T-cell-rich B-cell lymphoma and lymphocyte-predominant Hodgkin's disease: two closely related entities?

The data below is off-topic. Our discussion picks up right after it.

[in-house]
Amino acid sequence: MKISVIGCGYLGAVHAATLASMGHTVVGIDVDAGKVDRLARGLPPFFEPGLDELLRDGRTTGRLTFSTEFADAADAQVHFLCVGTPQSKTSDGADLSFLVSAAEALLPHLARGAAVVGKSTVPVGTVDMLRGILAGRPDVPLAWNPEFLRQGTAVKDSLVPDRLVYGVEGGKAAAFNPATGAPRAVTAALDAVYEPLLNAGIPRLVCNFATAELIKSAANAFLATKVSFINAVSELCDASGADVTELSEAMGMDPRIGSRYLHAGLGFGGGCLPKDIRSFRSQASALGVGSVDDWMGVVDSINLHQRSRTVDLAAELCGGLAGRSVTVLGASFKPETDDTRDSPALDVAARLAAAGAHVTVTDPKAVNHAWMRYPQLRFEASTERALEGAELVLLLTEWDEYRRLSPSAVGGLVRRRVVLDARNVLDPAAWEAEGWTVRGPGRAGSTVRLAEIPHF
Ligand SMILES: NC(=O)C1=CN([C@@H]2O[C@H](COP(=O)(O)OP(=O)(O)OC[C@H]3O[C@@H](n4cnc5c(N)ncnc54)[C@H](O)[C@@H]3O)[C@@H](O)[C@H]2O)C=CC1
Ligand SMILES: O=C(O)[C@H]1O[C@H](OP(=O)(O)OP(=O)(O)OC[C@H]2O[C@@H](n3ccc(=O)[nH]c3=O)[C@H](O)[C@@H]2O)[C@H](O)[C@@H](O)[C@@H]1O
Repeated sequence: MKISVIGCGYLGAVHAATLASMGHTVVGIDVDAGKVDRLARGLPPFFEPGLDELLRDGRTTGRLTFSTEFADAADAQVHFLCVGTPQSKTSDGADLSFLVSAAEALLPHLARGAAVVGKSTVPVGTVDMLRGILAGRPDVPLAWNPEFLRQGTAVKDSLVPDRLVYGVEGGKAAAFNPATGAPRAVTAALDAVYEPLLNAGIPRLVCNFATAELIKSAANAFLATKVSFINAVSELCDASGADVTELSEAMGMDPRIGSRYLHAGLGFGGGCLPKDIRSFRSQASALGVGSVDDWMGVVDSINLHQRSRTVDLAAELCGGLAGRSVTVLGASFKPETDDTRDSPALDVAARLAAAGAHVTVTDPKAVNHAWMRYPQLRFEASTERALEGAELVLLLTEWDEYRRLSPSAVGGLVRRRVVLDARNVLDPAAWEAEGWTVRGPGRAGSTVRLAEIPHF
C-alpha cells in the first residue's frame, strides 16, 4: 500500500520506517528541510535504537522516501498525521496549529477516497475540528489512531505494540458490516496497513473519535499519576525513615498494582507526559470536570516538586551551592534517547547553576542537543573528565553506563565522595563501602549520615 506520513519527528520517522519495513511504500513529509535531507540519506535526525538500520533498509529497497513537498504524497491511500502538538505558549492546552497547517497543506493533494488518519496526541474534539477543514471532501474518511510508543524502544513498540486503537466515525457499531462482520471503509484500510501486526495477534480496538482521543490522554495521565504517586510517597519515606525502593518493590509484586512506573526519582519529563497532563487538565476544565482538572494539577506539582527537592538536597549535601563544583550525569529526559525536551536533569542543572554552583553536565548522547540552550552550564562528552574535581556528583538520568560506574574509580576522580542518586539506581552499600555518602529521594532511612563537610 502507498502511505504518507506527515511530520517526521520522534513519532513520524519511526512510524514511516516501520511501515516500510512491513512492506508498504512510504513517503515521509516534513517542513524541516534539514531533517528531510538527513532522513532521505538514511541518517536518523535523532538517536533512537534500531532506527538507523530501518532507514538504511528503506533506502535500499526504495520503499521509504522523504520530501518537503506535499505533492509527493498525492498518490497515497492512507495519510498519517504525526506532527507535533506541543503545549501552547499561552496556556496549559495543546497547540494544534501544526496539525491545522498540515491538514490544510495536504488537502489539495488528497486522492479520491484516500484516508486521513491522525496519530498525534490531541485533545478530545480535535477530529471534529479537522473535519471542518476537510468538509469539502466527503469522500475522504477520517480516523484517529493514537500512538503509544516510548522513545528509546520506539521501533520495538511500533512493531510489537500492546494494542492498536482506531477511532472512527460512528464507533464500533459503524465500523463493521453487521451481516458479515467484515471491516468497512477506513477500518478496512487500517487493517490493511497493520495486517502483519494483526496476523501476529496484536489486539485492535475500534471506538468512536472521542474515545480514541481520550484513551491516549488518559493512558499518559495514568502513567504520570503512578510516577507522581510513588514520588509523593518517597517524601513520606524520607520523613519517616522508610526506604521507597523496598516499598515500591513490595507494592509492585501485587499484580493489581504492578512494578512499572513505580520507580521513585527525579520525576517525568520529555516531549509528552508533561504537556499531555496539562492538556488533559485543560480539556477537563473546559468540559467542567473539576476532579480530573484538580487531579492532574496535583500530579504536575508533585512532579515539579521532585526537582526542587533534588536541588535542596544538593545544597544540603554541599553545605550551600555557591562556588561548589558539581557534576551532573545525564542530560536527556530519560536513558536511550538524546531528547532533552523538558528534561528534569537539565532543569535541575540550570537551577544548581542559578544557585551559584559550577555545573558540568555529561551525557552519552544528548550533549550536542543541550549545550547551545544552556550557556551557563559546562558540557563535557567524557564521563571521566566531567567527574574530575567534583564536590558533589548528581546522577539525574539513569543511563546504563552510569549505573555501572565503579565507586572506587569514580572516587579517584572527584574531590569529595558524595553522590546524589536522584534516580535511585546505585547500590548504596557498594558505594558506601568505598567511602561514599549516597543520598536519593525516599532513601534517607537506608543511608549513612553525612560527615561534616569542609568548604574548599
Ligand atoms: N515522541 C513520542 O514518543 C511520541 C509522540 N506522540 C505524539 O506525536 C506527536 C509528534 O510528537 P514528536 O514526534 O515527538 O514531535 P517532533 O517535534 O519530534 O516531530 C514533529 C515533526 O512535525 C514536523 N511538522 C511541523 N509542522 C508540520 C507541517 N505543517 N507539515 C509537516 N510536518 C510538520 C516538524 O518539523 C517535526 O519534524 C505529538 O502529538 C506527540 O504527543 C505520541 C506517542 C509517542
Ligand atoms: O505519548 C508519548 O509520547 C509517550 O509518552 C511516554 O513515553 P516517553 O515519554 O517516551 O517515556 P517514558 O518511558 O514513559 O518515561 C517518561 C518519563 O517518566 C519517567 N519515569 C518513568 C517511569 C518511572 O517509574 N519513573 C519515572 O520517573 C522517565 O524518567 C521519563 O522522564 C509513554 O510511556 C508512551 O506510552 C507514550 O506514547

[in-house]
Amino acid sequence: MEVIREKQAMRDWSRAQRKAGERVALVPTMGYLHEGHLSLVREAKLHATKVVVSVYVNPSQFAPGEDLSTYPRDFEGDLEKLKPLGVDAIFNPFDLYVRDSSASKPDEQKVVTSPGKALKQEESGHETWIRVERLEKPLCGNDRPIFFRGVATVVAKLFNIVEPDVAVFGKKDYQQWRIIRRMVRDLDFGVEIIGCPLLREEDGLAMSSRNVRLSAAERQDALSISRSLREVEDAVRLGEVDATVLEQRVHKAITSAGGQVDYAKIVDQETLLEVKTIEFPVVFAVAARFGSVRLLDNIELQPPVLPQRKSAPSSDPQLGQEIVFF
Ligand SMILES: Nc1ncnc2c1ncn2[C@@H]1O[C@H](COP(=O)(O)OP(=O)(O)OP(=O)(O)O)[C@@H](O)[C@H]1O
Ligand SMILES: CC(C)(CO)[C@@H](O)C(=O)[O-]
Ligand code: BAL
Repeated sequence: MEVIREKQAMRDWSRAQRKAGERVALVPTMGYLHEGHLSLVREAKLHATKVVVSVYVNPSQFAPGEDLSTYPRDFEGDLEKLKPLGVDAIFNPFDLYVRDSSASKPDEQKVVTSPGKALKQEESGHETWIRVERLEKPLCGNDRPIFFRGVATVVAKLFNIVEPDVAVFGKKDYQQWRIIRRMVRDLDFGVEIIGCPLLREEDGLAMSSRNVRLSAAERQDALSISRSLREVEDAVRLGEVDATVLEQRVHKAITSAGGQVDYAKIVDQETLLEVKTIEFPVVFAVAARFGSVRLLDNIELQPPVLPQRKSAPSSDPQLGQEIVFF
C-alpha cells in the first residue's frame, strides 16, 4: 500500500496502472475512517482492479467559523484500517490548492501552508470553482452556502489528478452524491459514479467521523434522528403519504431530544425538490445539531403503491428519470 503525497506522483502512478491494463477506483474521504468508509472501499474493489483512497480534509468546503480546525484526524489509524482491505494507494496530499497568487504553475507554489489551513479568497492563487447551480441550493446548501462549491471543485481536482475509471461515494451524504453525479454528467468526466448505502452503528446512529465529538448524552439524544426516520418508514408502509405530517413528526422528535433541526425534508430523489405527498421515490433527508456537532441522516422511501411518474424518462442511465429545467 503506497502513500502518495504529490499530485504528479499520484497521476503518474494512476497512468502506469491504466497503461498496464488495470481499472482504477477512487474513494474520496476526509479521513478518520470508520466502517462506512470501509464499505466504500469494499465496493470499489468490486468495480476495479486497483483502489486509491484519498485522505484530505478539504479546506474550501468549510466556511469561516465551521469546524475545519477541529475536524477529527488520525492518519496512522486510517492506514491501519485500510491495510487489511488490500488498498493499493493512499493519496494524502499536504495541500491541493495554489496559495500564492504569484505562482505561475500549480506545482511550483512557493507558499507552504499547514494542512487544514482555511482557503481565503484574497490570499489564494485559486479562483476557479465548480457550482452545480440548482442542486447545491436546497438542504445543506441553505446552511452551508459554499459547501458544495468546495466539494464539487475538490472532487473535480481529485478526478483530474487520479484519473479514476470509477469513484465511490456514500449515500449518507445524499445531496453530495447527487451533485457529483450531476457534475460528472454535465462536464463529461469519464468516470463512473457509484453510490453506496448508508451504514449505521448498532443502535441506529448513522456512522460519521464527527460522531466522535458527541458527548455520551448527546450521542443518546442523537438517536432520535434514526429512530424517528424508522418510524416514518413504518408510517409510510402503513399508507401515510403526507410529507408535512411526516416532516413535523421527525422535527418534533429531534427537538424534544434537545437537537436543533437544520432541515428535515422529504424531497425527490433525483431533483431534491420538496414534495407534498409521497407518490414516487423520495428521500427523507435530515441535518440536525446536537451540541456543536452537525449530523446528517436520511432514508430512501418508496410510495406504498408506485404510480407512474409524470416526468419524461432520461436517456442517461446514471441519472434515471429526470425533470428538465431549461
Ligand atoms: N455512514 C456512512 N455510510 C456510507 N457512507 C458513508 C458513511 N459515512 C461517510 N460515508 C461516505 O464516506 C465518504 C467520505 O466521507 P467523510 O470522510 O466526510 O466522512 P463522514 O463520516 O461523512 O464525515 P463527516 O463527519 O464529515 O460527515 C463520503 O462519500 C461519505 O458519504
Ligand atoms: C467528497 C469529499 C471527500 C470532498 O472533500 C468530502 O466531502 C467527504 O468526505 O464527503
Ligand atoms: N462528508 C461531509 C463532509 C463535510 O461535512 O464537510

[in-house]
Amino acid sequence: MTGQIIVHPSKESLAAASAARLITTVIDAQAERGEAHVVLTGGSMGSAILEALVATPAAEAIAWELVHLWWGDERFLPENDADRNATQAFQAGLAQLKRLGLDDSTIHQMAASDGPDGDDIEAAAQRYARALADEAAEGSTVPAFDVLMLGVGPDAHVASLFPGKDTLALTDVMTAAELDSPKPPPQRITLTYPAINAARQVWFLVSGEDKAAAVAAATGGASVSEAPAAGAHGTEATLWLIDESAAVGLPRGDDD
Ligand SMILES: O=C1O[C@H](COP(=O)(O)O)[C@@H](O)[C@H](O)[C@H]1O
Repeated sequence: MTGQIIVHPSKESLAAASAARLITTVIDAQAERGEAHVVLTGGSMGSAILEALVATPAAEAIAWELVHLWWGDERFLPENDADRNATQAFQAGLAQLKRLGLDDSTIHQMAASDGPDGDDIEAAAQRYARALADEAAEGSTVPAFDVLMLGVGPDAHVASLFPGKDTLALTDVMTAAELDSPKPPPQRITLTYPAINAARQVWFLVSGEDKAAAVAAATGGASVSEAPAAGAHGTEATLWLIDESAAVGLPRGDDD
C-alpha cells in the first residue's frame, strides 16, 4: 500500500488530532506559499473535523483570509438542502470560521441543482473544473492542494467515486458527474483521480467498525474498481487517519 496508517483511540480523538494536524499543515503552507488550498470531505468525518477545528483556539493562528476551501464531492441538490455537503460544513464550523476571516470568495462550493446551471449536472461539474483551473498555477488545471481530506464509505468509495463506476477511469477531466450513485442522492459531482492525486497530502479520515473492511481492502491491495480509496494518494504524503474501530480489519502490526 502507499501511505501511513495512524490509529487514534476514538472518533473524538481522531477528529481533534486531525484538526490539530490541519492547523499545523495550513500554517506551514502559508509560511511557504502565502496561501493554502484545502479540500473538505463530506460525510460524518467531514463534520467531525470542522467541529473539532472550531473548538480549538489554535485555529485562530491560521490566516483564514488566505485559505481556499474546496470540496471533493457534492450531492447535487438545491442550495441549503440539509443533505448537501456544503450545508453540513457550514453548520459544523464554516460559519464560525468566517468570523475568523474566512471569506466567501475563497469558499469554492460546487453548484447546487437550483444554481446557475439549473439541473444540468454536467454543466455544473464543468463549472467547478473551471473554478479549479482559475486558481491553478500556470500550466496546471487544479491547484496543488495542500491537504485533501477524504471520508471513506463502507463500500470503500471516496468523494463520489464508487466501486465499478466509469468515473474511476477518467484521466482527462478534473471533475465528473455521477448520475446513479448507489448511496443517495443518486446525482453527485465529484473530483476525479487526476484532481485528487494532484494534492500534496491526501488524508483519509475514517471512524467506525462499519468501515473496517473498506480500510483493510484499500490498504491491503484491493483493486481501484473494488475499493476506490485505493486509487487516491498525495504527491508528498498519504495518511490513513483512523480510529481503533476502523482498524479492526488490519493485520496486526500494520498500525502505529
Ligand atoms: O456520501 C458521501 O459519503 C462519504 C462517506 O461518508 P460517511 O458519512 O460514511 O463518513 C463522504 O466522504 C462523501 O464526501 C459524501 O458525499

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T-cell-rich B-cell lymphoma (TCRBCL) is a recently described variant of non-Hodgkin's lymphoma. It may arise de novo or secondary to follicular lymphoma and large B-cell lymphoma. We present here seven cases of TCRBCL to emphasize a peculiar relationship to lymphocyte-predominant Hodgkin's disease. Morphologically, the neo-plastic populations of all TCRBCLs, in addition to centroblast-like and immunoblast-like cells, comprised a few L+H-like elements. These neoplastic cells were all regularly scattered in a majority of reactive small T-lymphocytes as well as histiocytes. Moreover, tumour cells of TCRBCL, including the L+H-like elements of TCRBCL, expressed LCA and L26 but did not stain for Leu-M1 and BerH2, as is the case with the Reed-Sternberg cell L+H variant of lymphocyte-predominant Hodgkin's disease. Furthermore, the L26 immunoreaction in one of the cases, which otherwise presented as typical TCRBCL, disclosed a small subcapsular area resembling nodular paragranuloma because some few foci consisting of mature B lymphocytes with occasional L+H-like elements were seen. This also holds true for a second of the TCRBCLs presented that obviously coexisted with recurrent Hodgkin's paragranuloma 10 years after the primary manifestation. These findings indicate a close connection between TCRBCL and lymphocyte-rich Hodgkin's disease, and it may even be speculated as to whether TCRBCL represents merely a phenotypically different manifestation of this Hodgkin's subtype. Although the data presented here will not provide sufficient proof of this hypothesis, it seems clear that the nosology of TCRBCL in the context of current lymphoma classification requires further elucidation.

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